Want to re-create the Rapture war? Funko has created Pop! vinyl figures of your favorite characters from the first and third BioShock games due out in October. Also: a teaser for ...In the Dark and details on The Transatlantic Zombie book.
BioShock Pop! Figures: From Funko: "Characters from the critically acclaimed and widely popular BioShock series are the latest addition to Pop! Games!
Booker DeWitt, a former member of the Pinkerton National Detective Agency, comes with either his signature firearm or Sky-Hook for a quick escape! He’ll need both to take on villains like the alluring Little Sisters and super-sized 6” Big Daddy Pop! Nothing will keep Booker from the task at hand: rescuing Elizabeth!"
The BioShock Pop! vinyl figures will be released sometime in October.
Images via Funko:
...In the Dark: "Skeptical grad student, Veronica Carpenter (Lynn Justinger), interviews renowned paranormal specialist, Dr. Lois Kearne (Fiona Horrigan), for her thesis on the benefits of her supernatural research in regards to modern psychology, and joins her on a field study trip to a Brooklyn home supposedly “besieged by evil”. Once at the residence of nurse Joan Mills (Catherine Cobb Ryan) and Bethany (Grace Folsom), her recently returned daughter, the investigators are immediately confronted with dark secrets, darker energies, unexplainably horrific events, and a young girl who’s affliction tests the boundaries of all their collective research and experience, everyone to confront their own haunted pasts and demons. The explosive revelations and finale ask all involved, and the audience, what exactly is lying hungrily in wait “…In the Dark”. Written, Directed and Edited by David Spaltro.
Website: www.inthedarkfeaturefilm.com. Facebook: www.facebook.com/inthedarkwithusfilm"
The Transatlantic Zombie: "Our most modern monster and perhaps our most American, the zombie that is so prevalent in popular culture today has its roots in African soul capture mythologies. The Transatlantic Zombie provides a more complete history of the zombie than has ever been told, explaining how the myth's migration to the New World was facilitated by the transatlantic slave trade, and reveals the real world import of storytelling, reminding us of the power of myths and mythmaking, and the high stakes of appropriation and homage.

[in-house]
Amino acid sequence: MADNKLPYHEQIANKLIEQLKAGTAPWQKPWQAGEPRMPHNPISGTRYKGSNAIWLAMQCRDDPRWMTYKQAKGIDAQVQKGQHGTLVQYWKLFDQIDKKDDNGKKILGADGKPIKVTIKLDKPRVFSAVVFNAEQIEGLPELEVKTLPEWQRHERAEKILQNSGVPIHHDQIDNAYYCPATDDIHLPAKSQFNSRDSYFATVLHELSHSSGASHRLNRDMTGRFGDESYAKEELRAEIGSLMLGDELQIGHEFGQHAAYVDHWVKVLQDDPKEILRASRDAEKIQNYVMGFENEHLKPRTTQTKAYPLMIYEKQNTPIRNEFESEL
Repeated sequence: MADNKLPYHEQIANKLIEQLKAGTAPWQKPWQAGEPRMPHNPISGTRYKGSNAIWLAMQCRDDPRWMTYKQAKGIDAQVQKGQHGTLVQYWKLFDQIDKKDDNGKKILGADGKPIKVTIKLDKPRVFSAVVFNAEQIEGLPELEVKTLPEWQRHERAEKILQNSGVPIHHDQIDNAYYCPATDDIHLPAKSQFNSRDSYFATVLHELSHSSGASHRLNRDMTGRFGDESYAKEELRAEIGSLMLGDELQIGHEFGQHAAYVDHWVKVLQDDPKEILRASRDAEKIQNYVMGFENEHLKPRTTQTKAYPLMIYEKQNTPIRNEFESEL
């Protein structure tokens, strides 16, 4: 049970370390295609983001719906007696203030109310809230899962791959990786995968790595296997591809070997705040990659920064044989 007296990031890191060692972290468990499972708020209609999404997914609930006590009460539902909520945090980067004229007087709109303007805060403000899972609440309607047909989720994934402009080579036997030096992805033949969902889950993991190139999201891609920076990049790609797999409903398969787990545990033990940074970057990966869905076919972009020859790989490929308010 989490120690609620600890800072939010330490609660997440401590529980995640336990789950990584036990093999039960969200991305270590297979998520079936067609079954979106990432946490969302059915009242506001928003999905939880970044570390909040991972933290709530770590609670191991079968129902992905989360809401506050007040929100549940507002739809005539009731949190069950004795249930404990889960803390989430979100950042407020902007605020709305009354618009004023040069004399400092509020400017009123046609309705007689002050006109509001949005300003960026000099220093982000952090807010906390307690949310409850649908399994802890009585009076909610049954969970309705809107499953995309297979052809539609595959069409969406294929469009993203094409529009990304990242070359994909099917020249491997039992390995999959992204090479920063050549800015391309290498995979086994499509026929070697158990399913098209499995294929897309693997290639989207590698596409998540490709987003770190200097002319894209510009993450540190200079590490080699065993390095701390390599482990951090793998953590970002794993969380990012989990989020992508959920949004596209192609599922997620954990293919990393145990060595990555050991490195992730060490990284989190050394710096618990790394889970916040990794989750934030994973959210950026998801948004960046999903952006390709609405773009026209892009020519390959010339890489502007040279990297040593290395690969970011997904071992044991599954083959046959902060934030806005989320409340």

Beginning with an account of a probable ancestor of the zombie found in the Congolese and Angolan regions of seventeenth-century Africa and ending with a description of the way new media are used to facilitate zombie-themed events, Sarah Juliet Lauro plots the zombie's cultural significance through Caribbean literature, Haitian folklore, and American literature, film, and the visual arts. The zombie entered US consciousness through the American occupation of Haiti, the site of an eighteenth-century slave rebellion that became a war for independence, thus making the figuration of living death inseparable from its resonances with both slavery and rebellion.
As The Transatlantic Zombie shows, the zombie is not merely a bogeyman representing the ills of modern society, but a battleground over which a cultural war has been fought between the imperial urge to absorb exotic, threatening elements, and the originary, Afro-diasporic culture's preservation through a strategy of mythic combat."